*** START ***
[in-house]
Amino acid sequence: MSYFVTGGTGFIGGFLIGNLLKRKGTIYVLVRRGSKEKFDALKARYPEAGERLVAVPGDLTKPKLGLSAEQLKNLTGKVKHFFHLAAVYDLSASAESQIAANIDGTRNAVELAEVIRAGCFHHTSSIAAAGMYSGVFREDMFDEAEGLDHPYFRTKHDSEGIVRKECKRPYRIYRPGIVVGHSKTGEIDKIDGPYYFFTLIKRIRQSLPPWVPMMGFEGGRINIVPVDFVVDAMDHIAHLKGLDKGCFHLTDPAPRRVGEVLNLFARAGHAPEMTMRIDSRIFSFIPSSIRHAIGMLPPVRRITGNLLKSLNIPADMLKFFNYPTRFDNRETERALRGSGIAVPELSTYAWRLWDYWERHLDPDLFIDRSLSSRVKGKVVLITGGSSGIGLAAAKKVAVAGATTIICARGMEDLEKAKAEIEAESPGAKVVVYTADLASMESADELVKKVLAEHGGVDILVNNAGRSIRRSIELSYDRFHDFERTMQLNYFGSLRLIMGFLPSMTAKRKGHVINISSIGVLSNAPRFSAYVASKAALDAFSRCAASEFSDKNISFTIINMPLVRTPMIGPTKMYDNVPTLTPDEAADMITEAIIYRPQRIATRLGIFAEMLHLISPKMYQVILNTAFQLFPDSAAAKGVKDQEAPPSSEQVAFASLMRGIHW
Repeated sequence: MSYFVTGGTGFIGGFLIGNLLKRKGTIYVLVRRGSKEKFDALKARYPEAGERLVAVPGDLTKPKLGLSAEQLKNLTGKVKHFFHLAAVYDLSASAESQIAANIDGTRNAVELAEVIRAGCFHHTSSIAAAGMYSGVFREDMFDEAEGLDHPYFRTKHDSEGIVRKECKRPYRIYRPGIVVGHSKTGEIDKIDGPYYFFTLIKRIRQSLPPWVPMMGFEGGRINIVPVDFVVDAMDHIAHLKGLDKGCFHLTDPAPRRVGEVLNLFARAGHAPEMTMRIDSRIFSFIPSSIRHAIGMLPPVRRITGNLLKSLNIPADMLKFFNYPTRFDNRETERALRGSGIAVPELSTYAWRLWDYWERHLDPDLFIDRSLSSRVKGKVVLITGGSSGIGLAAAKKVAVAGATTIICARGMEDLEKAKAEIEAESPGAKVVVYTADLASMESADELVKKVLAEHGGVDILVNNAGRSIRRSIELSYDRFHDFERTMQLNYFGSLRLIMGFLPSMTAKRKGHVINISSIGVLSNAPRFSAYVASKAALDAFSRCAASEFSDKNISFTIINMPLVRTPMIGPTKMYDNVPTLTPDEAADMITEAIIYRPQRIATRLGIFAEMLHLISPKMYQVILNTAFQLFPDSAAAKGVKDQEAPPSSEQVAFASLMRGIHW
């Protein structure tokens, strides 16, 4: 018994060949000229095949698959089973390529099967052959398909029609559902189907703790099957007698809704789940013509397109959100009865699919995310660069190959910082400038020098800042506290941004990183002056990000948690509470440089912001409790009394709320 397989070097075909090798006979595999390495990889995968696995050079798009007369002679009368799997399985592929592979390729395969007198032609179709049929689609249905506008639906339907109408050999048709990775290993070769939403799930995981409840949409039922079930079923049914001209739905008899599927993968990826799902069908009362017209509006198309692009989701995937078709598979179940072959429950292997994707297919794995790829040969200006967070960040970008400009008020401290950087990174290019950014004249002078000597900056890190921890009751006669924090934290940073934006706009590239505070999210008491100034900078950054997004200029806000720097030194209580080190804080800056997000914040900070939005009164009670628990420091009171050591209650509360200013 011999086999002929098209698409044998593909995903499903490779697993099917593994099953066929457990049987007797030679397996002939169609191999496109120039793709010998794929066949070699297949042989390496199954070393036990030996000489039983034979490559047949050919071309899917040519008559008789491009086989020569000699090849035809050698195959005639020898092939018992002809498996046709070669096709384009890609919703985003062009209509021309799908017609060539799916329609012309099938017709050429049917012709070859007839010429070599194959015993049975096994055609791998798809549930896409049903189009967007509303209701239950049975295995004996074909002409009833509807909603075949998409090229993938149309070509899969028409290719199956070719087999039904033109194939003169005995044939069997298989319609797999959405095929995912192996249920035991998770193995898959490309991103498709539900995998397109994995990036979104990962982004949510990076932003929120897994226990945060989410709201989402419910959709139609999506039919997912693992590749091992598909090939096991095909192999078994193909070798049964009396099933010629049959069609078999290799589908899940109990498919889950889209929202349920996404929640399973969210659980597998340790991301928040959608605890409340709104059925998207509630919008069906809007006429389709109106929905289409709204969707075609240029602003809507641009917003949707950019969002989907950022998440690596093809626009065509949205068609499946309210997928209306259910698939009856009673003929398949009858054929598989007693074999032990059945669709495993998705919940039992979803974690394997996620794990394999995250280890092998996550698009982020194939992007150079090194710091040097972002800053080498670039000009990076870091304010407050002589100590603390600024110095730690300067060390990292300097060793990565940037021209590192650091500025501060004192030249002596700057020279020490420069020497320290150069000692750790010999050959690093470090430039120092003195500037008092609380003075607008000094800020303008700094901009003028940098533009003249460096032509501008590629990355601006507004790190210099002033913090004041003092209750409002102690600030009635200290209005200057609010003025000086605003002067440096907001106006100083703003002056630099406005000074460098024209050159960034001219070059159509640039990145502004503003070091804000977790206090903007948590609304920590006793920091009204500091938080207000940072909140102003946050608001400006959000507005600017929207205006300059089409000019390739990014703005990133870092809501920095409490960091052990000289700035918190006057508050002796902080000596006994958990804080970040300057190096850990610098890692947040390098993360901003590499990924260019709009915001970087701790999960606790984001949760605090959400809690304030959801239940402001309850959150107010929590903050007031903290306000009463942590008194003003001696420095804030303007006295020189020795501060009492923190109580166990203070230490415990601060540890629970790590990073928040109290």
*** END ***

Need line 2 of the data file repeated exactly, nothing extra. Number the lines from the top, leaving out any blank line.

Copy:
Amino acid sequence: MSYFVTGGTGFIGGFLIGNLLKRKGTIYVLVRRGSKEKFDALKARYPEAGERLVAVPGDLTKPKLGLSAEQLKNLTGKVKHFFHLAAVYDLSASAESQIAANIDGTRNAVELAEVIRAGCFHHTSSIAAAGMYSGVFREDMFDEAEGLDHPYFRTKHDSEGIVRKECKRPYRIYRPGIVVGHSKTGEIDKIDGPYYFFTLIKRIRQSLPPWVPMMGFEGGRINIVPVDFVVDAMDHIAHLKGLDKGCFHLTDPAPRRVGEVLNLFARAGHAPEMTMRIDSRIFSFIPSSIRHAIGMLPPVRRITGNLLKSLNIPADMLKFFNYPTRFDNRETERALRGSGIAVPELSTYAWRLWDYWERHLDPDLFIDRSLSSRVKGKVVLITGGSSGIGLAAAKKVAVAGATTIICARGMEDLEKAKAEIEAESPGAKVVVYTADLASMESADELVKKVLAEHGGVDILVNNAGRSIRRSIELSYDRFHDFERTMQLNYFGSLRLIMGFLPSMTAKRKGHVINISSIGVLSNAPRFSAYVASKAALDAFSRCAASEFSDKNISFTIINMPLVRTPMIGPTKMYDNVPTLTPDEAADMITEAIIYRPQRIATRLGIFAEMLHLISPKMYQVILNTAFQLFPDSAAAKGVKDQEAPPSSEQVAFASLMRGIHW